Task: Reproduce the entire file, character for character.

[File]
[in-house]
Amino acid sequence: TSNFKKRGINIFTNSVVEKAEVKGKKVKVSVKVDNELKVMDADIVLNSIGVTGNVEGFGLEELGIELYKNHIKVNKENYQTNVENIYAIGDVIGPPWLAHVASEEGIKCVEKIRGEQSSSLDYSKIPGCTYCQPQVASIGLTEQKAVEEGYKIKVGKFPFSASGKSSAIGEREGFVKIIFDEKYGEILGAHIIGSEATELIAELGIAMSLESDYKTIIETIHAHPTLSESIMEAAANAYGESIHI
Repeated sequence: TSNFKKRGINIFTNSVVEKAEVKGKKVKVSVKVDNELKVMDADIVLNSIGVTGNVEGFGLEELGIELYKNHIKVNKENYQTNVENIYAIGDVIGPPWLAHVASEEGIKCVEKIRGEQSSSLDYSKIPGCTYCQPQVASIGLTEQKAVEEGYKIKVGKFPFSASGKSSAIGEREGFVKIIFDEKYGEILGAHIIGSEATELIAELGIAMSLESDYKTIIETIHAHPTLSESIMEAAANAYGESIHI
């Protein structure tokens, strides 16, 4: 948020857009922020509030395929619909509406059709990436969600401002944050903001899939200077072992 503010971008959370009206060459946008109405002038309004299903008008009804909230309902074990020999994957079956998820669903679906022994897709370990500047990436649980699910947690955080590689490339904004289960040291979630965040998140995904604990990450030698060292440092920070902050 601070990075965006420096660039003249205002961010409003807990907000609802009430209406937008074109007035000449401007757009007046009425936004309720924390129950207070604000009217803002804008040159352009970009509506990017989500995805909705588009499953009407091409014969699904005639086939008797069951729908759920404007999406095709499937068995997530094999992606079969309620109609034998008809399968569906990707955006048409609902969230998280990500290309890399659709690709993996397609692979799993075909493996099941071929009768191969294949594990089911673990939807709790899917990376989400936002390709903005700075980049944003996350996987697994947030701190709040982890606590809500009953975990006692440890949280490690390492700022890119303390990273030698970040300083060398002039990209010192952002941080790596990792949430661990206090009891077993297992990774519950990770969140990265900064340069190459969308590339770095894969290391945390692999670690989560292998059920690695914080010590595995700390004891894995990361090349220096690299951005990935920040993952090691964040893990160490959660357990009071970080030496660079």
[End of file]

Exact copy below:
[in-house]
Amino acid sequence: TSNFKKRGINIFTNSVVEKAEVKGKKVKVSVKVDNELKVMDADIVLNSIGVTGNVEGFGLEELGIELYKNHIKVNKENYQTNVENIYAIGDVIGPPWLAHVASEEGIKCVEKIRGEQSSSLDYSKIPGCTYCQPQVASIGLTEQKAVEEGYKIKVGKFPFSASGKSSAIGEREGFVKIIFDEKYGEILGAHIIGSEATELIAELGIAMSLESDYKTIIETIHAHPTLSESIMEAAANAYGESIHI
Repeated sequence: TSNFKKRGINIFTNSVVEKAEVKGKKVKVSVKVDNELKVMDADIVLNSIGVTGNVEGFGLEELGIELYKNHIKVNKENYQTNVENIYAIGDVIGPPWLAHVASEEGIKCVEKIRGEQSSSLDYSKIPGCTYCQPQVASIGLTEQKAVEEGYKIKVGKFPFSASGKSSAIGEREGFVKIIFDEKYGEILGAHIIGSEATELIAELGIAMSLESDYKTIIETIHAHPTLSESIMEAAANAYGESIHI
């Protein structure tokens, strides 16, 4: 948020857009922020509030395929619909509406059709990436969600401002944050903001899939200077072992 503010971008959370009206060459946008109405002038309004299903008008009804909230309902074990020999994957079956998820669903679906022994897709370990500047990436649980699910947690955080590689490339904004289960040291979630965040998140995904604990990450030698060292440092920070902050 601070990075965006420096660039003249205002961010409003807990907000609802009430209406937008074109007035000449401007757009007046009425936004309720924390129950207070604000009217803002804008040159352009970009509506990017989500995805909705588009499953009407091409014969699904005639086939008797069951729908759920404007999406095709499937068995997530094999992606079969309620109609034998008809399968569906990707955006048409609902969230998280990500290309890399659709690709993996397609692979799993075909493996099941071929009768191969294949594990089911673990939807709790899917990376989400936002390709903005700075980049944003996350996987697994947030701190709040982890606590809500009953975990006692440890949280490690390492700022890119303390990273030698970040300083060398002039990209010192952002941080790596990792949430661990206090009891077993297992990774519950990770969140990265900064340069190459969308590339770095894969290391945390692999670690989560292998059920690695914080010590595995700390004891894995990361090349220096690299951005990935920040993952090691964040893990160490959660357990009071970080030496660079």